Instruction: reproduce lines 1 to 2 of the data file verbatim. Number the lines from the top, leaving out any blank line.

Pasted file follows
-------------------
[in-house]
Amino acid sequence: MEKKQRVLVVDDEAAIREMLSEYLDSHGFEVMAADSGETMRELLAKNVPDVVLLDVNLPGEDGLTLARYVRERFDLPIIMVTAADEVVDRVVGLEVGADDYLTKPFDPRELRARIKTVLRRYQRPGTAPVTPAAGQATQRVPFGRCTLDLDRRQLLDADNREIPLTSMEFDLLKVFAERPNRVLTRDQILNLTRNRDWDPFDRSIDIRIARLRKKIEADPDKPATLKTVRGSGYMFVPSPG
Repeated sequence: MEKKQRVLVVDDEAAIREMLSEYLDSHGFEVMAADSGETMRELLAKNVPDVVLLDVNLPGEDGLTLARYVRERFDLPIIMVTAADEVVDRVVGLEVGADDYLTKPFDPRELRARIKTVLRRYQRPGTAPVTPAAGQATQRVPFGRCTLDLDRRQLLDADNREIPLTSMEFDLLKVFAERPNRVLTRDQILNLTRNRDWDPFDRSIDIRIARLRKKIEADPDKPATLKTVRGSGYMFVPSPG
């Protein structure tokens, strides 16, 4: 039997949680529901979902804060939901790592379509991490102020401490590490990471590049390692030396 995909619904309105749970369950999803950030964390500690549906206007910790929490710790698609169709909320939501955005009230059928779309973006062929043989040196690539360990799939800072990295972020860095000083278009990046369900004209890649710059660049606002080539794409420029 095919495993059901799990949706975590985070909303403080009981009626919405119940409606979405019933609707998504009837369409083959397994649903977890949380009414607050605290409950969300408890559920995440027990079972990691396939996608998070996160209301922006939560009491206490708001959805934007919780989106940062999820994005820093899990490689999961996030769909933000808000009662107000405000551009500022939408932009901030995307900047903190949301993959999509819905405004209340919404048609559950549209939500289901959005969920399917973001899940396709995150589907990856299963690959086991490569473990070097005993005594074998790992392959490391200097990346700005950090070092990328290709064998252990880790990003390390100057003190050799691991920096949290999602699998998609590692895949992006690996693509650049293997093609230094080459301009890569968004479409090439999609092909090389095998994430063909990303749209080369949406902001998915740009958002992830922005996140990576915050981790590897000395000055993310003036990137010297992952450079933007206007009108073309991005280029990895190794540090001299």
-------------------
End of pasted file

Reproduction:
[in-house]
Amino acid sequence: MEKKQRVLVVDDEAAIREMLSEYLDSHGFEVMAADSGETMRELLAKNVPDVVLLDVNLPGEDGLTLARYVRERFDLPIIMVTAADEVVDRVVGLEVGADDYLTKPFDPRELRARIKTVLRRYQRPGTAPVTPAAGQATQRVPFGRCTLDLDRRQLLDADNREIPLTSMEFDLLKVFAERPNRVLTRDQILNLTRNRDWDPFDRSIDIRIARLRKKIEADPDKPATLKTVRGSGYMFVPSPG